Authors: J. Joseph Wright
J. Joseph Wright
Text copyright 2013 by J. Joseph Wright
Cover copyright 2013 by Krystle Wright
This is a work of fiction. Names, characters, places and incidents are the products of the author’s imagination or are used fictitiously. Any resemblance to actual persons, living or dead, events, or locales is entirely coincidental.
I want the world to read
. If you’d like to share it with your friends, feel free. Just don’t make a material gain off of it, because that would constitute copyright infringement. Thank you, J.
For my loving wife Krystle—
May our souls never part.
HADN’T planned on being unfaithful to her husband, especially with a man who’d been dead almost nine decades. She couldn’t help it. The dead man was, in a word, irresistible. And, by night’s end, she wasn’t one bit sorry. Besides, her husband had it coming.
all took place one enchanted Saturday evening at the Forsythe residence, a lavish 8,000 square foot mansion, ensconced in Portland’s West Hills, where the Rose City’s elite gathered nearly every weekend. On this particular night, Dianne pulled off what was considered in many social circles a triumph of singular distinction. Along with the requisite five-star dining and exquisite dancing, she’d secured the attendance of a very special guest—the world-renowned psychic, Madam Dominika.
“Madam Dominika, are you ready for the sitting?” Dianne timed her question so the lady didn’t have to answer through a mouthful of chardonnay. The elderly woman sipped from her tumbler anyway, a tangle of golden bracelets jingle-jangling on her wrist.
“Born ready, dear.
Born ready,” Dominika spoke with a thick Polish accent, her alert and glistening gaze peering from fleshy, rugose folds. “And, if you ask the dwellers of the spirit plane, Madam Dominika expects she’ll die ready as well.”
Apprehensive guests shifted in their seats. All of Dianne’s favorite people were there, in her elegant two-story library. Roberto DuPont, the conductor of the Oregon Symphony, and his wife, Frieda. Bob Frond, the CEO of a famous computer animation studio called
, along with his life partner, Earle. Her
Friends of the Opera
friends, and, of course, her mentor, Zelda Brown, ex-wife of the wealthiest man in town. She’d taught Dianne everything she knew about spending her husband’s money.
“This isn’t going to be scary, is it
, Dianne?” asked Zelda. “Like your husband’s TV show? Are we going to be attacked by ghosts? I bruise awful easily at my age, you know.”
“Don’t worry, little filly?”
Dom Peterson, owner of a local discount furniture chain, patted the empty chair next to him. “You can sit here with me. I’ll protect you from those wicked little unclean spirits.”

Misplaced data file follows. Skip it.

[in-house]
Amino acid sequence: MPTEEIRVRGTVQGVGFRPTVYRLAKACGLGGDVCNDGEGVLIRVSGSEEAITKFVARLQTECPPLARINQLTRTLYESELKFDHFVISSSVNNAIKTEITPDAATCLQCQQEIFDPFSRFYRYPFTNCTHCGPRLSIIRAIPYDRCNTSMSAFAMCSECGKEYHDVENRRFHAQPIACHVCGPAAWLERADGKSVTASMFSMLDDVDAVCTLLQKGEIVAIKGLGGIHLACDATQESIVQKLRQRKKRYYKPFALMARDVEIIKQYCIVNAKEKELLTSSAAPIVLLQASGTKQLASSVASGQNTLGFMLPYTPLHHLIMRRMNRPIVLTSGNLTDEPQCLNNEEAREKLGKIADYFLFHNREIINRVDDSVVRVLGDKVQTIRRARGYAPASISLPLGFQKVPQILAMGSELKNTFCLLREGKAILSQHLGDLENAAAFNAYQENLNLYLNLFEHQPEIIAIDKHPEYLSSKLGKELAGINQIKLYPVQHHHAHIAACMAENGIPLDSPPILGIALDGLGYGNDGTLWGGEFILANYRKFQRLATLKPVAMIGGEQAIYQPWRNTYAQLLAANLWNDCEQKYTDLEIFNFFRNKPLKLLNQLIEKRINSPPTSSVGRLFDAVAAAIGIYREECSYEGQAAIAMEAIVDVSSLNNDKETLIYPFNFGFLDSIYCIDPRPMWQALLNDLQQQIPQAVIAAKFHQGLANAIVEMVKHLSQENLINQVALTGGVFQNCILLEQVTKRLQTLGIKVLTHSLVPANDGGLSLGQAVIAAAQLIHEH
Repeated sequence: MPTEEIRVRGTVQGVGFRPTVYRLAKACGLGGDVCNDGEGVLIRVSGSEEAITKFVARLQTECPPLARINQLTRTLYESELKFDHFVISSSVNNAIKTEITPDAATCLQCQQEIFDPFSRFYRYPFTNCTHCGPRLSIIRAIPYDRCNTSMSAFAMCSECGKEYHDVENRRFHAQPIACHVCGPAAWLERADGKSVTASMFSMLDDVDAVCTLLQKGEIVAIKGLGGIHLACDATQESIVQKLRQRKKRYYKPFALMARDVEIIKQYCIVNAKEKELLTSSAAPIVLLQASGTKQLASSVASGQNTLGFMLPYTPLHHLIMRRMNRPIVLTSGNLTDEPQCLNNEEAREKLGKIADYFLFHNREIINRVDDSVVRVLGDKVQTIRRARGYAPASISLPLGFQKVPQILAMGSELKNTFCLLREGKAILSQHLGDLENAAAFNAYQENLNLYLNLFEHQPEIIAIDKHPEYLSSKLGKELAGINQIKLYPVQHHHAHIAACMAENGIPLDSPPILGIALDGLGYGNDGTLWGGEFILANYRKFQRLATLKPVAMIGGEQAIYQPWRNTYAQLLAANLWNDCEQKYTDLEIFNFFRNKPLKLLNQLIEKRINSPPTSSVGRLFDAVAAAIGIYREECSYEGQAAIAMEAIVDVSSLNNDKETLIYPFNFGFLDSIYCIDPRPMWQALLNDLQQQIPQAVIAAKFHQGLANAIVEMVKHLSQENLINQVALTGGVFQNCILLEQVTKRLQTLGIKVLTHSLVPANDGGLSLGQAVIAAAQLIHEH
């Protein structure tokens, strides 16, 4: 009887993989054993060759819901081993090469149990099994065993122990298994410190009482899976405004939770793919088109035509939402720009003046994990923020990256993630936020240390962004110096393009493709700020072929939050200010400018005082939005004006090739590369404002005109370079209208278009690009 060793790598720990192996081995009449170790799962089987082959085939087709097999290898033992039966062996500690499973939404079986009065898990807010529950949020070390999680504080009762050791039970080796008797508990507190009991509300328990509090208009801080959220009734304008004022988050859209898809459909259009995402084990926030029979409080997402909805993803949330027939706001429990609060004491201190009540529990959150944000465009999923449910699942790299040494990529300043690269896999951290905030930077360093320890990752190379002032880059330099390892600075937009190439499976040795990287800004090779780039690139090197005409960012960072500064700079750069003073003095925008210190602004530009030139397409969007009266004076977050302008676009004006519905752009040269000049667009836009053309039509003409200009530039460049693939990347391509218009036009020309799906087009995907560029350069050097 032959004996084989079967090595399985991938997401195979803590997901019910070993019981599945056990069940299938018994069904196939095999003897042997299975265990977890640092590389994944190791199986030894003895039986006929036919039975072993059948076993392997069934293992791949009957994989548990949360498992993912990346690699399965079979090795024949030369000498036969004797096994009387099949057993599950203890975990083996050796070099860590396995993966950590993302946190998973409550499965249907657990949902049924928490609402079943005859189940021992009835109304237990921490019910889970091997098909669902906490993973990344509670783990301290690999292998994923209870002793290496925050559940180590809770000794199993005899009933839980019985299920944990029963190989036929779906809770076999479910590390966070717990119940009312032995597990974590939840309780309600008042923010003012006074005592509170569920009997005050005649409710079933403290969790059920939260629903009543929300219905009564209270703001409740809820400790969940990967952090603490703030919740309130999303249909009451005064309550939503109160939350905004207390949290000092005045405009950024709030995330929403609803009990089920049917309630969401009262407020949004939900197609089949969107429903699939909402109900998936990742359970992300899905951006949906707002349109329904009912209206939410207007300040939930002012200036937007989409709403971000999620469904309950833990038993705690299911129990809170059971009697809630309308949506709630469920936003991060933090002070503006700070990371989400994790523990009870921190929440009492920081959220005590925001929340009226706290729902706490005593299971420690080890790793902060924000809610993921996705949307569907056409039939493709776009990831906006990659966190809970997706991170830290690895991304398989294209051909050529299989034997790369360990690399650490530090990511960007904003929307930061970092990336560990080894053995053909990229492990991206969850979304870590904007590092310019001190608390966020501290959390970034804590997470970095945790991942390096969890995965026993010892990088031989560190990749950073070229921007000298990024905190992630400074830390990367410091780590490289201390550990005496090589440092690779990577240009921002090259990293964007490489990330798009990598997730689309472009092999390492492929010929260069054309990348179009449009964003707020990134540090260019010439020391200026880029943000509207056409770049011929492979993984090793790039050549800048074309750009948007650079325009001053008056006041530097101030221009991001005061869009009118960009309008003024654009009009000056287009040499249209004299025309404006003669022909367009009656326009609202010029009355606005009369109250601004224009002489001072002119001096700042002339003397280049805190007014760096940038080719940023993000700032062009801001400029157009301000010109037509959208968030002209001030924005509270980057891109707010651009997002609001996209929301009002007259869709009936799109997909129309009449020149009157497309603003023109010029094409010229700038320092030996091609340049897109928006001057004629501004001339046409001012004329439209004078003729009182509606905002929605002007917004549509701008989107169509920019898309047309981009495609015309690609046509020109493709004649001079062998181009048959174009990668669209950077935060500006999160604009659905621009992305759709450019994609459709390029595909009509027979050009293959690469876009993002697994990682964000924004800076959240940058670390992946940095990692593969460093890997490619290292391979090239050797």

Zelda’s pulse shot up. “You never said anything about that, Dianne.”
“There better not be unclean, clean, or any other types of spirits around here,” Richard
Forsythe, Dianne’s husband of fifteen years, puffed his barrel chest.
“Richard,” Dianne eyed him
sideways. “You promised to behave.”
exhaled loudly. Dianne knew he was threatened by such a powerful and venerated medium in his midst. She didn’t care. Tonight she planned on teaching him a lesson—that he didn’t hold the patent on the spirit world.
“If everyone will
remain quiet,” Dominika gestured gently. “The spirits are anxious to communicate this evening.”
anxious?” Dom snickered. “How do they think
feel? I’m as jumpy as a long-tailed cat in a room full of rockin’ chairs.”
“You’ve got nothing to fear,” the medium produced a bundle of twigs from her coat pocket and circled it over a small porcelain container she’d laid out earlier. After a few seconds, the bowl erupted with a tall flame and a
that startled the witnesses, Dianne included.
“Oh, my!” she covered her upper chest with her palm. “That was impressive.”
“Not really,” Richard leaned back in his chair. “Just a simple pyrotechnic trick. Seen it done a hundred times. A former producer once tried to get me to use it for an episode of
“You don’t say,”
Dom spoke with a fake country twang. “So, did you do it?”
“I said he was a
producer, didn’t I? All my events are real. Everything,” he glared at Dominika. “I don’t need to fake anything on my show.”
Dominika glared back. Her accent became even more pronounced.
“I don’t have to resort to tricks, either. My mind and body are portals to the spirit plane. Now observe as I call my spirit companions to come forth and communicate with us from the afterlife.”
She circled the brush over the bowl once again, chanting under her breath.
A silent stillness settled over the two-story reading room. Dominika’s incantations echoed through the shelves of first editions, the rare and original paintings, the marble busts of Greek philosophers.
from the bowl made everyone jump in their seats. A small, bulbous billow of smoke drifted up, inch by inch, and took on an oval shape. Stubby arms formed out of the cryptic nothingness. Then a pair of lopsided shoulders. Then an oddly abnormal head. Mutated eyes. A strangely adorable nose. A little, impish mouth. Finally, with two crooked ears, it became human—and it was tiny.
“Oh, my god!